We try to domesticate our pets, but they're wild creatures at heart. Because of this, a lot of their instinctive habits can wreck our living space and drive us nuts. With some effort and understanding, we can accommodate their natural needs and still maintain a comfortable and clean home.
As humans, when our modern conveniences work against our nature, we simply adjust to fit them in. Animals don't do this. And when we force them to give up their natural instincts, it doesn't always work out.
I live with two cats, and I've found that learning to live comfortably with them comes down to two basic factors: understanding their behaviour and working with it. Here are some common pet "issues" and how they should be addressed.
Chewing On Stuff
Why They Do It: Chewing is a natural part of pet behaviour. Puppies and kittens often chew because they're teething, and adult dogs and cats chew on stuff because, well . . . some stuff is just so darn chewable. Sometimes, though, they will chew on things due to a vitamin deficiency, so it's always worth talking about with your vet. But if your dog or cat is chewing just to chew, there are a few things to consider.
What Doesn't Work: Don't just let it happen. Sometimes chewing is dangerous for pets (cords, toxic plants), so it's important to address it and put a stop to it. Some say taste deterrents aren't a good idea, but the ASPCA doesn't object to deterrents that are specifically designed for that purpose. But always be careful about what you're allowing your pet to ingest.
What To Do Instead: Giving your pet an outlet for their natural inclination is the way to go. Offer them something appropriate to chew for their size. For small pets, Hartz recommends cardboard boxes or toilet paper rolls. For cats, try cat-friendly plants like lemongrass, catnip or catmint. And there are plenty of chew toys available for dogs, just heed these warnings from Cesar Millan:
If you buy your dog a kong type toy check, make sure the hole in the toy is not so big that the dog can get his lower jaw stuck in it. I have seen several emergency cases where a dog comes in with a toy stuck in his mouth. Do not give toys that resemble inappropriate items; for example do not give your dog an old shoe to chew on because he will not know the difference between the old chew shoe and a brand new pair.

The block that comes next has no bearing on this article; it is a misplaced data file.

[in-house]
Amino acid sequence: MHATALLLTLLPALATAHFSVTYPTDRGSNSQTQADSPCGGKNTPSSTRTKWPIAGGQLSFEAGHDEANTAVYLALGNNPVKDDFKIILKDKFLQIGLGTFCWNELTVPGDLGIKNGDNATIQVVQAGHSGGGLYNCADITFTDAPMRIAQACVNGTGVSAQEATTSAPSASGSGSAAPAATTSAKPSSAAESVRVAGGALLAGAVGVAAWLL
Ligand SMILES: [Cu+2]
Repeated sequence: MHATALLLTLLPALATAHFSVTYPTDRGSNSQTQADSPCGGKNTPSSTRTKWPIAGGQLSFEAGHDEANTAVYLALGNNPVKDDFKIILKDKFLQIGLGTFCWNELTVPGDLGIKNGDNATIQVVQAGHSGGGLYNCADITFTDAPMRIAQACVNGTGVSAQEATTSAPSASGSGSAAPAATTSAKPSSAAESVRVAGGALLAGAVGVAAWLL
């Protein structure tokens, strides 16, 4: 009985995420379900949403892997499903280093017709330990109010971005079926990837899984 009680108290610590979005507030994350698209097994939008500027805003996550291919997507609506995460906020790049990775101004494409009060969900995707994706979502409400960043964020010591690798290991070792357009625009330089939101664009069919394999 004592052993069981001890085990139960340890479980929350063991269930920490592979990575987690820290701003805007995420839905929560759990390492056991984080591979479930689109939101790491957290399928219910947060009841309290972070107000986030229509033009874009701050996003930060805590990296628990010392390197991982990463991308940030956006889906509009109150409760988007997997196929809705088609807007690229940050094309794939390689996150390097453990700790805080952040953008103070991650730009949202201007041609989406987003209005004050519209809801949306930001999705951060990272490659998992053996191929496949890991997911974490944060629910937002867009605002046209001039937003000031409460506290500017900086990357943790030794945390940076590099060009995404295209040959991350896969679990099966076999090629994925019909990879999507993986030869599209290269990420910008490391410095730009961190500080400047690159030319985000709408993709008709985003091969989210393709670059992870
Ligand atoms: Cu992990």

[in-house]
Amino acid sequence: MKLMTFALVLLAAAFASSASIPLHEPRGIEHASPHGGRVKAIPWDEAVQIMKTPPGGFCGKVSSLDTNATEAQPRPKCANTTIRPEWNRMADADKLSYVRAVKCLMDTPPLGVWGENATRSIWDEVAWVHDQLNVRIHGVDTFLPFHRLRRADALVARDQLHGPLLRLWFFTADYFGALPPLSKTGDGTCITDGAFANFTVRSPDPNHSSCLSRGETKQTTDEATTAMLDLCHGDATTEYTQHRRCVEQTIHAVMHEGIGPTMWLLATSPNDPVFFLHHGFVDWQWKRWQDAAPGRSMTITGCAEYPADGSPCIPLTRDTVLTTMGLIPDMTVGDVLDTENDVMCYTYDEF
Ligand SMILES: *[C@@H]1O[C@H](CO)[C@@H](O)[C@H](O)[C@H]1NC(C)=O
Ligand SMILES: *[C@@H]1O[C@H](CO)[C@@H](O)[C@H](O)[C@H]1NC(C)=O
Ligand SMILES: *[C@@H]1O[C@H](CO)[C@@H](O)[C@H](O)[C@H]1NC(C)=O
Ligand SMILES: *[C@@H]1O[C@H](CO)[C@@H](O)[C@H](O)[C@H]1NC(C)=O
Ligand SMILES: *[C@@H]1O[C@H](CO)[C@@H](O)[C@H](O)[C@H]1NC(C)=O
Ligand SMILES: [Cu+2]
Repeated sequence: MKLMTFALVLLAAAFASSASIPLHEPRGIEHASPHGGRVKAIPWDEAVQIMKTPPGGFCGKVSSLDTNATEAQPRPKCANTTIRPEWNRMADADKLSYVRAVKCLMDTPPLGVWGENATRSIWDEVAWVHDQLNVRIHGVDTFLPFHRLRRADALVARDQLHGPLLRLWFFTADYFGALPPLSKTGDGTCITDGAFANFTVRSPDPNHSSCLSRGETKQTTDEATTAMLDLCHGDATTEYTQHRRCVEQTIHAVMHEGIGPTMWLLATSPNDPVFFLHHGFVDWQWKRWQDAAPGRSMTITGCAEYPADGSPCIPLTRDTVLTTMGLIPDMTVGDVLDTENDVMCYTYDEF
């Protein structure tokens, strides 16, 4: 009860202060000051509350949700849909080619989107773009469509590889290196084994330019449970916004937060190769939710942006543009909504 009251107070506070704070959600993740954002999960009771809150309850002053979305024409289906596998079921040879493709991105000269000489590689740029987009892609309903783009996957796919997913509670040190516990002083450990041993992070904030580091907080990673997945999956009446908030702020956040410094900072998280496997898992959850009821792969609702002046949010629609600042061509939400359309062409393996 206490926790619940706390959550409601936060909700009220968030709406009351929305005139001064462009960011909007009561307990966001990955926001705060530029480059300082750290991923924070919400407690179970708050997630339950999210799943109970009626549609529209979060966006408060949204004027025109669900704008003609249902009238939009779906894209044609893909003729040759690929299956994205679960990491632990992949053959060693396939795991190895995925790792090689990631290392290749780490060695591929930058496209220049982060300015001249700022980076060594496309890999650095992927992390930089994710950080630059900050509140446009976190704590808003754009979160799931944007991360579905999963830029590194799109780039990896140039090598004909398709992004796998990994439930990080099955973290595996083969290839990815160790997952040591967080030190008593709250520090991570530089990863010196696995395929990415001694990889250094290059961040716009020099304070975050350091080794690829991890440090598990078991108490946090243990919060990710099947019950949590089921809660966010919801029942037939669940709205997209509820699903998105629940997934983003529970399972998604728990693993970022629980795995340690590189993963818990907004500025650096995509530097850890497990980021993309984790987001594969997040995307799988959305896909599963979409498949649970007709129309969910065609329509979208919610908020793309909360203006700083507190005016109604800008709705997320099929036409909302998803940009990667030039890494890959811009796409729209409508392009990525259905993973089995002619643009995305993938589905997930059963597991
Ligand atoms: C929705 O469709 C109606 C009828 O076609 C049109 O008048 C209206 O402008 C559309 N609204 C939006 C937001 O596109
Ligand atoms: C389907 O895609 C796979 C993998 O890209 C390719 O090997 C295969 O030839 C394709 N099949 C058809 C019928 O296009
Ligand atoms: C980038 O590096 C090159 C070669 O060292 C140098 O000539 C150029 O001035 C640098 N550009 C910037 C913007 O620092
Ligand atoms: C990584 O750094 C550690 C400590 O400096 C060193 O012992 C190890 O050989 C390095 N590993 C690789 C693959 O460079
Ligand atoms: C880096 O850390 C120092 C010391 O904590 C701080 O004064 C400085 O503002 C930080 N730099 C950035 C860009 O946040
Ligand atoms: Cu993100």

If your pet chews for play, make sure to engage in playtime with them. And, of course, hide or get rid of any dangerous objects they're prone to chew on. Check out our post on how protect gadgets from your pets.
Why They Do It: Of all the "pet issues", this is the one where blaming them is most unfair. They shed because they're hairy. And while we know it's not their fault, shedding can still be frustrating.
What Works: Since dealing with shedding is mostly about getting rid of what's already there, we'll just discuss what works. Brushing your pet is probably the easiest way to control shedding, but here are a few less obvious tricks:
- Dust mops: CleanMySpace says some vacuums can just push the pet hair around with the exhaust. They suggest a dust mop with a microfiber bottom.
- Bicarb soda: They also suggest sprinkling bicarb soda over carpeted surfaces before vacuuming. This helps loosen the hair.
- Rubber squeegee: Running a dry squeegee over your carpet can help to pull out the hair, too.
- Natural pet shampoos: According to SheKnows, there are some shampoos that help release your pet's undercoat, which is where much of the shedding comes from. Before using anything, make sure to review the product thoroughly for safety.
- "Self-grooming" brushes: You install them on your wall, and cats rub against them as they walk by, brushing themselves. Self-grooming posts also exist.
Really, pet hair is something you learn to live with if you have a pet. That doesn't mean you have to drown in it, though. For me, what's been most effective is creating a routine based on the methods that work best for my situation. Managing the issue for a few minutes each day can make your home a lot more comfortable.
Peeing On Stuff
Why They Do It: There are many reasons why cats and dogs relieve themselves where they shouldn't. Before you do anything else, make sure it isn't a health-related issue. Many animals will start doing this when they're in pain or if they have health problems, so once you rule out the other possibilities, it's best to talk to your veterinarian.
Both dogs and cats can urinate on things to mark their territory, and this usually happens when something or someone new enters your home. The Dog Chat Forum explains:
Usually it is because of feelings of insecurity or a perceived threat. This perceived threat, for example, can be an introduction of a new baby, a new pet, a visitor or even a new piece of furniture. The smell of other animals on your footwear or clothing can also trigger a dog to feel the need to mark his territory.
Neutering and spaying can help curb this behaviour, but here's what not to do.